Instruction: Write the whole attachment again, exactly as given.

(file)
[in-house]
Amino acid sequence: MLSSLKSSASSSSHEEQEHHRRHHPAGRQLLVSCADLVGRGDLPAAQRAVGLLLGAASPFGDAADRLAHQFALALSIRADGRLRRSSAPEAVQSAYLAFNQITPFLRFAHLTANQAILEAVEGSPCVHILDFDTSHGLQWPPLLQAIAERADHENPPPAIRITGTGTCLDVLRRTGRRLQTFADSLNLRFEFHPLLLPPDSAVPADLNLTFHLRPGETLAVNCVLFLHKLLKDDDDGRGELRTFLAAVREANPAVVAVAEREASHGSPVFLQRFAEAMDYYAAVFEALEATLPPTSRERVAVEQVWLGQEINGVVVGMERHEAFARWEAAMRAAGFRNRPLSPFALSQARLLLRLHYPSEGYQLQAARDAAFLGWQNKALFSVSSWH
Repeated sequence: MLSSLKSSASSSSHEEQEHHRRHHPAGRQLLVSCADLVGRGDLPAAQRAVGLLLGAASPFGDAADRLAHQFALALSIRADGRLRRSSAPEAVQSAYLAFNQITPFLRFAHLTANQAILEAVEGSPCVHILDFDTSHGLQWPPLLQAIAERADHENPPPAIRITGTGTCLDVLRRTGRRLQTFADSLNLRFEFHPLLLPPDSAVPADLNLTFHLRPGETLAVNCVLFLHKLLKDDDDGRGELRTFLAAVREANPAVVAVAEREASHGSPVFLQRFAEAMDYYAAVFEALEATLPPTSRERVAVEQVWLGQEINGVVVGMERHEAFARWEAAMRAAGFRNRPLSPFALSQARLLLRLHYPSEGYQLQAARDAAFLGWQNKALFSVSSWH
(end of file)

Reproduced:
[in-house]
Amino acid sequence: MLSSLKSSASSSSHEEQEHHRRHHPAGRQLLVSCADLVGRGDLPAAQRAVGLLLGAASPFGDAADRLAHQFALALSIRADGRLRRSSAPEAVQSAYLAFNQITPFLRFAHLTANQAILEAVEGSPCVHILDFDTSHGLQWPPLLQAIAERADHENPPPAIRITGTGTCLDVLRRTGRRLQTFADSLNLRFEFHPLLLPPDSAVPADLNLTFHLRPGETLAVNCVLFLHKLLKDDDDGRGELRTFLAAVREANPAVVAVAEREASHGSPVFLQRFAEAMDYYAAVFEALEATLPPTSRERVAVEQVWLGQEINGVVVGMERHEAFARWEAAMRAAGFRNRPLSPFALSQARLLLRLHYPSEGYQLQAARDAAFLGWQNKALFSVSSWH
Repeated sequence: MLSSLKSSASSSSHEEQEHHRRHHPAGRQLLVSCADLVGRGDLPAAQRAVGLLLGAASPFGDAADRLAHQFALALSIRADGRLRRSSAPEAVQSAYLAFNQITPFLRFAHLTANQAILEAVEGSPCVHILDFDTSHGLQWPPLLQAIAERADHENPPPAIRITGTGTCLDVLRRTGRRLQTFADSLNLRFEFHPLLLPPDSAVPADLNLTFHLRPGETLAVNCVLFLHKLLKDDDDGRGELRTFLAAVREANPAVVAVAEREASHGSPVFLQRFAEAMDYYAAVFEALEATLPPTSRERVAVEQVWLGQEINGVVVGMERHEAFARWEAAMRAAGFRNRPLSPFALSQARLLLRLHYPSEGYQLQAARDAAFLGWQNKALFSVSSWH